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SHOULD I ADJUST MY RESUME FOR AUDITIONS? – Ask an Agent #5

Should I Adjust My Resume for Auditions?

Today's Ask an Agent question is such a good one. Your performance resume really does tell a story! I love Anthony's response, which you can find below. Writing a resume for auditions can be overwhelming… so I created a template for you to fill out at www.howtowriteamusicaltheatreresume.com

QUESTION:Hi Anthony, I'm going into an audition for a soprano ingenue and I have loads of belty character work on my resume for auditions. Should I adjust my resume so that it reflects the role for which I'm auditioning? 

ANSWER: FROM ANTHONY BOYER – AGENT DDO ARTISTS AGENCY.

This is a great question!
Resumes are like this great mystery of the acting world, but they don't have to be. I can't tell you how many times I've asked a client why they have their credits listed on their resume the way they do. Inevitably, the answer is always, “They're in the order in which I played them.”
A resume is a chance to tell a story about yourself to someone when you're not there to do it yourself. Yes, your most-recent credit should be near the top; there is some sort of chronological aspect to it. If I think I saw you in something recently and I don't see it in the top three credits or so, I'm probably moving on. But, there's no reason it has to be strictly chronological, especially deeper into the resume.
I'd rather see a resume that tells a better story: I started off with ensemble credits, culminating in a dance captain position at a prominent regional theatre. Then, I followed that up with a few smaller characters (again, building in theatres and shows,) and then I booked a lead role at a smaller theatre. If that lead role was the first thing you ever booked, so you put it at the bottom, what am I seeing when I look at your resume? It looks like someone who had some success early, but who has been sort of “wandering the desert” ever since (and please don't take this as a knock on ensemble work, but even that should build in the prominence of the theatres.)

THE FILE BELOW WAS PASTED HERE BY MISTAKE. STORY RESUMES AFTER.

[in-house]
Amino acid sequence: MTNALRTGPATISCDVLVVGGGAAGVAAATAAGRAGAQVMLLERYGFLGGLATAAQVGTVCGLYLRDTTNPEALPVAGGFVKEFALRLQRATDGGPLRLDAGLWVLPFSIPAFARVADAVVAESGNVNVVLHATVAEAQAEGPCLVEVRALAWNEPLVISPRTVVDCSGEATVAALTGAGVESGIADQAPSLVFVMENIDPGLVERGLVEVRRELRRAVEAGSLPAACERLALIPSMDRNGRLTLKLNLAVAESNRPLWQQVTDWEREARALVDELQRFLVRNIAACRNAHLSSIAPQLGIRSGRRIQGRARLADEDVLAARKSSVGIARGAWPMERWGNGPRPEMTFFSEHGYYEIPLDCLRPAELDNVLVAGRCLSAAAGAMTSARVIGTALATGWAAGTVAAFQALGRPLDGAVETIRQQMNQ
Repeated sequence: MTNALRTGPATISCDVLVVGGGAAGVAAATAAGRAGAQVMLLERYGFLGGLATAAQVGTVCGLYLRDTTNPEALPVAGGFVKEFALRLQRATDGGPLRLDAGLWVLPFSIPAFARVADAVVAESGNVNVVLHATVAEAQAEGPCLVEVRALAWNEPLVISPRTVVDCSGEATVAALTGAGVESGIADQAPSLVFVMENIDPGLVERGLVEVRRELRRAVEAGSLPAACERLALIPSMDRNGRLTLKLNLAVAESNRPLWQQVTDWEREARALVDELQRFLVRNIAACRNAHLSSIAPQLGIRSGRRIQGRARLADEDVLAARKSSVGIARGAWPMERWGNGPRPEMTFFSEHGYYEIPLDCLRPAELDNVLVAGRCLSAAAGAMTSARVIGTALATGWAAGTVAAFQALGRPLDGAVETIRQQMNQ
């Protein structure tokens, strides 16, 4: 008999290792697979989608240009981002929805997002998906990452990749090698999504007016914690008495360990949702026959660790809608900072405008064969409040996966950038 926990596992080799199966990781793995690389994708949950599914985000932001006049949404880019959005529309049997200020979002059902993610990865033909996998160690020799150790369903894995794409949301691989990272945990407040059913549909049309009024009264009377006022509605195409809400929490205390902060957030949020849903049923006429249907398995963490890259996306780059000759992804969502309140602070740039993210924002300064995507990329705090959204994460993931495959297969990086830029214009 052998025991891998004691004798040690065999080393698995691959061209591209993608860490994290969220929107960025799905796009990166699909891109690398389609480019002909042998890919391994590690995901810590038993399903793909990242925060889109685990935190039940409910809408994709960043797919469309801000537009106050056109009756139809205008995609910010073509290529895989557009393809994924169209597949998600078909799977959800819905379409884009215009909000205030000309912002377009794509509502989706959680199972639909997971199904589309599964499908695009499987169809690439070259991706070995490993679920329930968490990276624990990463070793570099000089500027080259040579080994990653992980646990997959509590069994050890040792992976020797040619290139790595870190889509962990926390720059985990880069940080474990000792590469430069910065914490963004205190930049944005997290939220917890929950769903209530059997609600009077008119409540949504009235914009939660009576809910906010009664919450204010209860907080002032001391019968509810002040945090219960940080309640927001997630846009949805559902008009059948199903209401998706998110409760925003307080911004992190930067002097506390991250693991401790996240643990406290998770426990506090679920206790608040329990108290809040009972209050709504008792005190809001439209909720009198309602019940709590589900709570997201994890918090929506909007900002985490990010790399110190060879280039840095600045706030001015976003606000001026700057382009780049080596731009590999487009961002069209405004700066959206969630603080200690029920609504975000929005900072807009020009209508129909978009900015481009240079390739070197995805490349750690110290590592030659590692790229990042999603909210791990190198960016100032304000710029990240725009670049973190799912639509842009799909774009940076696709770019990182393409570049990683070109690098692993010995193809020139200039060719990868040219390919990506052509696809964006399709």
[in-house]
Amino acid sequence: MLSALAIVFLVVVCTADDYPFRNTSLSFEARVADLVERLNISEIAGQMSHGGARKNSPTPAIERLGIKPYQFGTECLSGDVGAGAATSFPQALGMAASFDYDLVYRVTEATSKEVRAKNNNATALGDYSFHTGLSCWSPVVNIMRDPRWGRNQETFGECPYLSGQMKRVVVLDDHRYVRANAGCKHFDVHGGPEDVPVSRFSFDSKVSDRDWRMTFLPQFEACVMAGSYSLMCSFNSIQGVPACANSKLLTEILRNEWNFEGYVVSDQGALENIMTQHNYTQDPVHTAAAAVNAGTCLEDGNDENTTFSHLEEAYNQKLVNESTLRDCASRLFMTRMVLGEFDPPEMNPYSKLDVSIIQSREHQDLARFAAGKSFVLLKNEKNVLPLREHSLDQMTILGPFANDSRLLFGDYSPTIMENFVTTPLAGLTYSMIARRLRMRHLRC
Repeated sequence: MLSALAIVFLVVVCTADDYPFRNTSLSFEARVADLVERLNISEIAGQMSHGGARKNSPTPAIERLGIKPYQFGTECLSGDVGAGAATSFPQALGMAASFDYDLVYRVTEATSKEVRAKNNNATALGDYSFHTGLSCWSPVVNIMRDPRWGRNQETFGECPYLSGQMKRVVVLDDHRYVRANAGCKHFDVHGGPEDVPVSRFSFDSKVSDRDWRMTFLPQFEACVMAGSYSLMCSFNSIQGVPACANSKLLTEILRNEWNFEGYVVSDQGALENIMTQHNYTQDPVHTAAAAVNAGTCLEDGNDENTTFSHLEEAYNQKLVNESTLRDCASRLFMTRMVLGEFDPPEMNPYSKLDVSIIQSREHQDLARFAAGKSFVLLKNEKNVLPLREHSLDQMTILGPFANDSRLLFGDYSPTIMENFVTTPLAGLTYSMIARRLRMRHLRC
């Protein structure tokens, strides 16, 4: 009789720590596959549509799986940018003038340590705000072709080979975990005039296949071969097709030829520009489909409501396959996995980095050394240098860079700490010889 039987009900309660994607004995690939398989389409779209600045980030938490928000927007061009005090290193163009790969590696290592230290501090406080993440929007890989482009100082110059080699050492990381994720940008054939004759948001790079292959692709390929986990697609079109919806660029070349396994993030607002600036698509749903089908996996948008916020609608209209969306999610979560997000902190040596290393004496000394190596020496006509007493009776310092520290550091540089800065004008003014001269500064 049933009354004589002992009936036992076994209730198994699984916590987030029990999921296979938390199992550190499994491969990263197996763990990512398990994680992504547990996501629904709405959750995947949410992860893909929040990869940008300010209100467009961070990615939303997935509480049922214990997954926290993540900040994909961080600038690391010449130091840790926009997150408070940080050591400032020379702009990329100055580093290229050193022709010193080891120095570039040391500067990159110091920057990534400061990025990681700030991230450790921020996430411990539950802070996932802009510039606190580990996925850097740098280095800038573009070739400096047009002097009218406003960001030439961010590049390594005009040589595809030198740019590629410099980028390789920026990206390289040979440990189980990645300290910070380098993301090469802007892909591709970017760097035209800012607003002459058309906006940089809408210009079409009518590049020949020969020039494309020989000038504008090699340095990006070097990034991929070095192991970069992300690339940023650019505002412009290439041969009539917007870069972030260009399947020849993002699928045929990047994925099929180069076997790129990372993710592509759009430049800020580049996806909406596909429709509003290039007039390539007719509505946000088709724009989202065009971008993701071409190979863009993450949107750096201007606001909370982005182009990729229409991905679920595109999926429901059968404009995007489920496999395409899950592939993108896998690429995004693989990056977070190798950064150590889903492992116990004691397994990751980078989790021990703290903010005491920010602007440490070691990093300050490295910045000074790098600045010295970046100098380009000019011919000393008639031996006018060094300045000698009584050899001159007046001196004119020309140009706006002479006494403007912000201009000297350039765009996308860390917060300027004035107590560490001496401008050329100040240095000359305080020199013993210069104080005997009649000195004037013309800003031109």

In the same way, we can omit some credits. If you're auditioning for a soprano ingenue role, why not move things around? Why not tell our story in a way that we “prime” the creative team by dropping some of those character/belt roles, and putting the credits that suggest soprano ingenue at the top?
Remember, our resume is telling a story. Auditioners' eyes are naturally going to fall at the top of your credits. Those first three or four credits are going to have the most impact, so let's use those to tell the story we want to tell.
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I love it! What story are you telling with your resume?
If you'd like to ask Anthony a question, please visit www.AskanAgent.today to submit your question now.
#spreadjoy
Molly Mahoney Shimmer and Shine

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